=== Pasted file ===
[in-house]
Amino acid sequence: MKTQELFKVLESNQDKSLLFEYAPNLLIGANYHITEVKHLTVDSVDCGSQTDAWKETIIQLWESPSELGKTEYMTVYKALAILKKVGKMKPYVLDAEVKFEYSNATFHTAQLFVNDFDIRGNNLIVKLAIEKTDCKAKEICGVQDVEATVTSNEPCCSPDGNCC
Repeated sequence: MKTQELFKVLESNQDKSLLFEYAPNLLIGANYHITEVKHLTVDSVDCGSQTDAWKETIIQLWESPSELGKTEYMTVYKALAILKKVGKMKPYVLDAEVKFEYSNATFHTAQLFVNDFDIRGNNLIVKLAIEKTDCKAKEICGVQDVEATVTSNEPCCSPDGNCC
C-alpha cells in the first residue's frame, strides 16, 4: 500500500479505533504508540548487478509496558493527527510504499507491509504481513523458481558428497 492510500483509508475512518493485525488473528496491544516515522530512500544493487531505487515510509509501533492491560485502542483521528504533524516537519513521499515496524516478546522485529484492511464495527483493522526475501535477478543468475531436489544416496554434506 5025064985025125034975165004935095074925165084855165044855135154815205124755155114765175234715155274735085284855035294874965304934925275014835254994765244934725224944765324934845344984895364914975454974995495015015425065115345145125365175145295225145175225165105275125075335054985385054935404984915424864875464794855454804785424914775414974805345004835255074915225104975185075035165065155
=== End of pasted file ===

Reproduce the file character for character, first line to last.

[in-house]
Amino acid sequence: MKTQELFKVLESNQDKSLLFEYAPNLLIGANYHITEVKHLTVDSVDCGSQTDAWKETIIQLWESPSELGKTEYMTVYKALAILKKVGKMKPYVLDAEVKFEYSNATFHTAQLFVNDFDIRGNNLIVKLAIEKTDCKAKEICGVQDVEATVTSNEPCCSPDGNCC
Repeated sequence: MKTQELFKVLESNQDKSLLFEYAPNLLIGANYHITEVKHLTVDSVDCGSQTDAWKETIIQLWESPSELGKTEYMTVYKALAILKKVGKMKPYVLDAEVKFEYSNATFHTAQLFVNDFDIRGNNLIVKLAIEKTDCKAKEICGVQDVEATVTSNEPCCSPDGNCC
C-alpha cells in the first residue's frame, strides 16, 4: 500500500479505533504508540548487478509496558493527527510504499507491509504481513523458481558428497 492510500483509508475512518493485525488473528496491544516515522530512500544493487531505487515510509509501533492491560485502542483521528504533524516537519513521499515496524516478546522485529484492511464495527483493522526475501535477478543468475531436489544416496554434506 5025064985025125034975165004935095074925165084855165044855135154815205124755155114765175234715155274735085284855035294874965304934925275014835254994765244934725224944765324934845344984895364914975454974995495015015425065115345145125365175145295225145175225165105275125075335054985385054935404984915424864875464794855454804785424914775414974805345004835255074915225104975185075035165065155